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Zimbabwe’s courts are working but is the rule of law?

The rule of law in Zimbabwe has suffered several tremendous knocks. It is clear that the law, judicial officials, from the lowest to the highest courts, and state lawyers have been tainted and some subverted.


However, the courts still work. Cases churn through the system at a somewhat slower rate. The question is: Does this mean there is a rule of law?

The rule of law defines a system where there are fair and just laws and practices applied by the courts (the judicial branch) independently of the executive and the legislative branch of government. The traditional branches of government are required to work independently, meaning that one should not have the power to influence any other to make decisions in its favour. They are also interdependent in that they lend authority to one another and supervise and curtail the powers of the others.
In practice in many countries, and theoretically for others, this serves justice and fairness and addresses any grievances the public may have.
They are the founding principles of a democracy. When these principles are ignored by the executive, the rule of law breaks down. This is what has happened in Zimbabwe. The public is aware that the executive branch will flout any principles and laws to achieve its own ends. How did this come about?
In the 1980s there was a functioning rule of law. Despite this in the early ’80s the government massacred its own citizens in Matabeleland (click here for more information) with impunity.
In the early ’90s there was still some form of rule of law.
In the late ’90s, many citizens had become tired of the rule of President Robert Mugabe. He decided to fight for the continuation of his rule and a new opposition party the Movement for Democratic Change, MDC, was formed in reaction. It garnered the support of many including white citizens.
The economy in the late ’90s began to decline increasingly because of Mugabe’s policies including that of sending the army to the Democratic Republic of Congo and the paying of gratuities to veterans of the liberation struggle.
To maintain his grip on power, Mugabe enacted draconian legislation, cutting down on the freedoms of individuals and ruling with an iron fist. He enlisted the so-called war veterans who attacked white farmers killing many in a campaign purportedly aimed at land reform.
He also acted against the judiciary which he had appointed. Current Chief Justice Godfrey Chidyausiku, who was the judge president of the High Court at the time, openly criticized the decisions of the Supreme Court in a ruling that overturned one of his own in a land-related class action suit. He was later appointed chief justice after the then-chief justice Anthony Gubbay was forced to resign (click here for more information).
Mugabe also carried out a campaign to intimidate and influence judges. In July 2002, one month after he ordered the release of an MDC mayor Elias Mudzuri of the capital Harare, Justice Benjamin Paradza was arrested in his chambers at the High Court just before he was about to go into court.
Another judge, Justice Fergus Blackie suffered a similar fate. In September 2002, at age 65 and after he had retired as a judge, he was arrested at his home in a pre-dawn raid. He was paraded across the city centre in handcuffs at the back of an open truck. This was two months after he had ordered the then-Minister of Justice Patrick Chinamasa to be arrested and brought to court for a contempt of court charge hearing. The minister was never jailed.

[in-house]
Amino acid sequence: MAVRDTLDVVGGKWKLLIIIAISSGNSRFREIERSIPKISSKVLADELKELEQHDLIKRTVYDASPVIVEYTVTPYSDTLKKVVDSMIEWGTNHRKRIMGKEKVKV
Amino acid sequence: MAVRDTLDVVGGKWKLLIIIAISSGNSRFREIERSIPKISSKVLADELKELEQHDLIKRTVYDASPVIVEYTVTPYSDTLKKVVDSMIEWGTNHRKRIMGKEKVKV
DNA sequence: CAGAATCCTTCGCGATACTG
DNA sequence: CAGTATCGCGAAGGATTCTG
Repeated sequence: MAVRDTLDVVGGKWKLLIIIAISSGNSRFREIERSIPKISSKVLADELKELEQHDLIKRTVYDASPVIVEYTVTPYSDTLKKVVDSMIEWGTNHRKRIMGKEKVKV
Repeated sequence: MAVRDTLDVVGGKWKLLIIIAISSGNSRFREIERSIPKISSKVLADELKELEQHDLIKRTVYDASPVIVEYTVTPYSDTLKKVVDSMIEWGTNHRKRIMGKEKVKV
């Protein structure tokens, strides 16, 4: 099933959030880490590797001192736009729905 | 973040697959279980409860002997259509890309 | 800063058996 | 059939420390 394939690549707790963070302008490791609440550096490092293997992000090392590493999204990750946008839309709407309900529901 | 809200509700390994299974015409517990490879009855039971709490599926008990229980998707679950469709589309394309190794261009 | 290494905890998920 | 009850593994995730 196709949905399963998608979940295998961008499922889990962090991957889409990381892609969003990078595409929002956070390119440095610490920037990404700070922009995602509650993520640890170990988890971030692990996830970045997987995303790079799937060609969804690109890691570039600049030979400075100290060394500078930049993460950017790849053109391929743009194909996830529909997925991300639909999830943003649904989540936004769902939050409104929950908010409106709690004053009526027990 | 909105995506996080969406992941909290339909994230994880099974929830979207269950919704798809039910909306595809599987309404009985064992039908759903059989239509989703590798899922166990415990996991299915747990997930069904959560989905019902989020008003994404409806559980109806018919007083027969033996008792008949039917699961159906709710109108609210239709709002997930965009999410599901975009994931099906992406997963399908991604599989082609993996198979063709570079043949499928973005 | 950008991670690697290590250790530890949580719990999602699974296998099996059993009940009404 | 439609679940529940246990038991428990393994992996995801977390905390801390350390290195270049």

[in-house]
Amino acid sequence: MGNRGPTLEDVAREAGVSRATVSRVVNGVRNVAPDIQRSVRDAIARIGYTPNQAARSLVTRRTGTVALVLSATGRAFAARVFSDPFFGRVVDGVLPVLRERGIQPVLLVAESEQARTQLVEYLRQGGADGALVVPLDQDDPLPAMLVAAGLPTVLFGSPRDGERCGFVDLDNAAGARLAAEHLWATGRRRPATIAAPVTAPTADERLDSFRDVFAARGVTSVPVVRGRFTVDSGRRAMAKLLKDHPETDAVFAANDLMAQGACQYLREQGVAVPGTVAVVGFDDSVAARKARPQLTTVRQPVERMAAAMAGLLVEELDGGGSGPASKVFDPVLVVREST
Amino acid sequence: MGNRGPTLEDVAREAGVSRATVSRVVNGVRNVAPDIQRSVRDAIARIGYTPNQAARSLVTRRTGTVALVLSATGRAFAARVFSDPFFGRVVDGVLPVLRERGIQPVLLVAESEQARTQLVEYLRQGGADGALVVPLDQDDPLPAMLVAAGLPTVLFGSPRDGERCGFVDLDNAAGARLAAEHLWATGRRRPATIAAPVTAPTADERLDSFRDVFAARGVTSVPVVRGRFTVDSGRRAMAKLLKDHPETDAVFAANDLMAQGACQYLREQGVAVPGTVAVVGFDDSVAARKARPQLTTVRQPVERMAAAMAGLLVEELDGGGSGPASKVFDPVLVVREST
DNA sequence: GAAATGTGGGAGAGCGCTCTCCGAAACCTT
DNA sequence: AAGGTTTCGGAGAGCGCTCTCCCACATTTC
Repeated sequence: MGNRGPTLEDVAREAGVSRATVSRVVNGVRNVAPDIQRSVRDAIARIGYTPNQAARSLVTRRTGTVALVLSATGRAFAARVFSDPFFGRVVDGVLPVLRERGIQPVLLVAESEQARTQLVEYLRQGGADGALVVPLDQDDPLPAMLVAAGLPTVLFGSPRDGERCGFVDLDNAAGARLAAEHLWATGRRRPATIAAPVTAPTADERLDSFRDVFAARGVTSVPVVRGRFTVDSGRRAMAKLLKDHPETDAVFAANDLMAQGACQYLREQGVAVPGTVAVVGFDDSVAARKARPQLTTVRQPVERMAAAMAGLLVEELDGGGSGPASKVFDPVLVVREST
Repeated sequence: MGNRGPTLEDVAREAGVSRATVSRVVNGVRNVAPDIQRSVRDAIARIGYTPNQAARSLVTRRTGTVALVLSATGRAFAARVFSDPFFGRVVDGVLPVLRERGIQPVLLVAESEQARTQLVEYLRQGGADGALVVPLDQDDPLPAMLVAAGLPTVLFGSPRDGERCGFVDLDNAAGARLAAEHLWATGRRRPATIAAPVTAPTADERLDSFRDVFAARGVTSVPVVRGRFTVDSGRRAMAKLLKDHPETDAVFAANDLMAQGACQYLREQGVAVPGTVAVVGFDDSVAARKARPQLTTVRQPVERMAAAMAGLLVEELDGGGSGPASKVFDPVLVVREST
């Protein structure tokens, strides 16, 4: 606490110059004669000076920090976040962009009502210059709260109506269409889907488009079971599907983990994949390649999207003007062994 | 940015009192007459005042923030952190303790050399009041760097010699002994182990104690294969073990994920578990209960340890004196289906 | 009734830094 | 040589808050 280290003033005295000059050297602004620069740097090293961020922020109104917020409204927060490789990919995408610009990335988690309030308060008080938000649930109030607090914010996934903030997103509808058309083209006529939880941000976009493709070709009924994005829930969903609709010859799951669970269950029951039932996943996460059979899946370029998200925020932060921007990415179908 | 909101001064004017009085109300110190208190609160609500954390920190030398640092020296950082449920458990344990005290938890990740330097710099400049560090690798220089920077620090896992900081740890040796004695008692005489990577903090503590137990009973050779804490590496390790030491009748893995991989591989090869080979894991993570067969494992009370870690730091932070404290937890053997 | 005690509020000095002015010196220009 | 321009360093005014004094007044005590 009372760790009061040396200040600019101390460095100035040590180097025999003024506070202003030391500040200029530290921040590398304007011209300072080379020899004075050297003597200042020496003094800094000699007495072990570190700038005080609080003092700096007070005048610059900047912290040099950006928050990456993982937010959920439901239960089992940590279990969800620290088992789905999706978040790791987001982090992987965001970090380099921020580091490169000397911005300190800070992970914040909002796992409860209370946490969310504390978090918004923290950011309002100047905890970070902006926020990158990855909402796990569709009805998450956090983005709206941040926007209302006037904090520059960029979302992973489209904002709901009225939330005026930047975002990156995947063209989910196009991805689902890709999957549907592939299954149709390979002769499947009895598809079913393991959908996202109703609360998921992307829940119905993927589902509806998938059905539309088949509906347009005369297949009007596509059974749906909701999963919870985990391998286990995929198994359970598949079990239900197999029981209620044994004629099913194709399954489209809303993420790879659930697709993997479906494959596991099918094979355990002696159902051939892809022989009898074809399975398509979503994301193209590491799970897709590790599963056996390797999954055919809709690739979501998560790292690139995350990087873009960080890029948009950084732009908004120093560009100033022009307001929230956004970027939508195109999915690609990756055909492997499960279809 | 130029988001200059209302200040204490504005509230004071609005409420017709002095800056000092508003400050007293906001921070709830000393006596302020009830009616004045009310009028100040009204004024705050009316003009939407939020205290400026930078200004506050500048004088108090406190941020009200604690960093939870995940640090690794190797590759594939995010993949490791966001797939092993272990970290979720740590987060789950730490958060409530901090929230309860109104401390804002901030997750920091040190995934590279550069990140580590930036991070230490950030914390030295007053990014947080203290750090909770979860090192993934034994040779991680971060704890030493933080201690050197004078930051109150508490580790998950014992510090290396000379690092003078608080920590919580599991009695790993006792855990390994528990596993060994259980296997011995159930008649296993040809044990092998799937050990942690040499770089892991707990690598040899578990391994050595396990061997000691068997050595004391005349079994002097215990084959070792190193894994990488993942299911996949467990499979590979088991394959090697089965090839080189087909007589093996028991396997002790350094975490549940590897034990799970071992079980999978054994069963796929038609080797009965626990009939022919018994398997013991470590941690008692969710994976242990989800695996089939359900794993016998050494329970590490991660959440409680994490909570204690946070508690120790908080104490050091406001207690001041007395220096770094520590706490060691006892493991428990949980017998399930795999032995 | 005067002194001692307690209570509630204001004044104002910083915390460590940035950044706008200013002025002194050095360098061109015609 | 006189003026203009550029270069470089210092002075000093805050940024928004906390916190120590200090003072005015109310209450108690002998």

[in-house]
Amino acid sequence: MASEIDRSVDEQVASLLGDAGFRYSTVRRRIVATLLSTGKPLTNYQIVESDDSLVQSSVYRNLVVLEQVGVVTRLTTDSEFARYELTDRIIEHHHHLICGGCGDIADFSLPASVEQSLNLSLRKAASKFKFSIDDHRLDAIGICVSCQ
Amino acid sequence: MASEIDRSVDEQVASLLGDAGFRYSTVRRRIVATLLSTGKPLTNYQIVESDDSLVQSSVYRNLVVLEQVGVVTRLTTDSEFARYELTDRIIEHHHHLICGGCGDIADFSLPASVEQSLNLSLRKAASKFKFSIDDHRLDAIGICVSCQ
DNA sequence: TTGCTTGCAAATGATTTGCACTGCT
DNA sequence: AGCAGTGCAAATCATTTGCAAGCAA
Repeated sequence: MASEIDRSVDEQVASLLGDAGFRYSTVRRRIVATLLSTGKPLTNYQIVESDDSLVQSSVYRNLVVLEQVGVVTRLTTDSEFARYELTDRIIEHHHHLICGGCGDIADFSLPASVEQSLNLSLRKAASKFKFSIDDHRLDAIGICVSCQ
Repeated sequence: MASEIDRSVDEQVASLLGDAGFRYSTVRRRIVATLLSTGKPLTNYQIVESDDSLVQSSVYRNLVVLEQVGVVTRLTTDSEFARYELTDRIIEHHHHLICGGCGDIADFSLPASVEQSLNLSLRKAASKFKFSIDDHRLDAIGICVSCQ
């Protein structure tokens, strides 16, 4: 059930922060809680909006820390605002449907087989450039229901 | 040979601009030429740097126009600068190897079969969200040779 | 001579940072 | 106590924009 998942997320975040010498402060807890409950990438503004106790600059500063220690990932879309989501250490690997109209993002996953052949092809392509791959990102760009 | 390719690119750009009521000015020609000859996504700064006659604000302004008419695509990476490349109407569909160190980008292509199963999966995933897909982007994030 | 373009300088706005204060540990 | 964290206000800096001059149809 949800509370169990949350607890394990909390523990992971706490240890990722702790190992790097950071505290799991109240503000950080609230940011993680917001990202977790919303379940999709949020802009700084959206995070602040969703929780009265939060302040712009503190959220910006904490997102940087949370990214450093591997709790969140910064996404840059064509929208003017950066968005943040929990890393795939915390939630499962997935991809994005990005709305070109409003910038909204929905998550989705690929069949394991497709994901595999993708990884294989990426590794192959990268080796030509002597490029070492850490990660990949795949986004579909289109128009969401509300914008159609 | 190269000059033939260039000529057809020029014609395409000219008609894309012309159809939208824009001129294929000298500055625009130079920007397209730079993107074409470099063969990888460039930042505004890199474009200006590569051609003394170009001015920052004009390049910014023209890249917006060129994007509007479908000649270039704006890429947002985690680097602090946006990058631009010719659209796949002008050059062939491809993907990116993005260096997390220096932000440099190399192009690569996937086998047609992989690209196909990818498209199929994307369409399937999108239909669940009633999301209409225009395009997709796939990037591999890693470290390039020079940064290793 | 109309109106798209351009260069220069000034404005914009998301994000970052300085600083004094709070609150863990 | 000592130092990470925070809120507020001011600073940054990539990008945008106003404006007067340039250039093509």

Instead Blackie spent three nights in jail before he was released on bail.
Other, more compliant, judges were awarded the farms which had been taken away from white farmers.
Certainly the perception of ordinary people in Zimbabwe is that you cannot get justice in the courts if your case is against the government, government officials, or people connected with the powerful in the ruling party.
Judicial officers of lower courts across the country are also aware that if they are perceived as being sympathetic to so-called enemies of the state then their security is not guaranteed. They have been threatened and assaulted.
When officers of the court come to work what is uppermost in their minds, if they are involved in a case that has political implications, is their own safety and the safety of their family members. Granted, they work under the most difficult circumstances. They earn a pittance. They are not respected for their legal skills or dedication.
It is therefore not surprising when we hear reports that some of them make the most unusual submissions and statements in court.
The whole system has broken down. There is no rule of law. The judicial officers and state lawyers work under the most difficult circumstances. Many consider the most important principle to be their own safety. Very few, but they are there, stick to the principle of a duty to justice and fairness.
It is certainly clear that for there to be a return to the rule of law the political impasse must first be resolved. Once this has been achieved then there must be a commission of inquiry on the operation of the judicial system. Its mandate must also include the investigation of all judicial officers and their decisions and whether it is suitable for them to continue to hold their office. Finally and most importantly it ought to recommend how to prevent another break down of the rule of law.
Archibald M. Gijima is a Zimbabwean-born attorney of 14 years experience living in Botswana. He can be reached at amgijima@yahoo.co.uk

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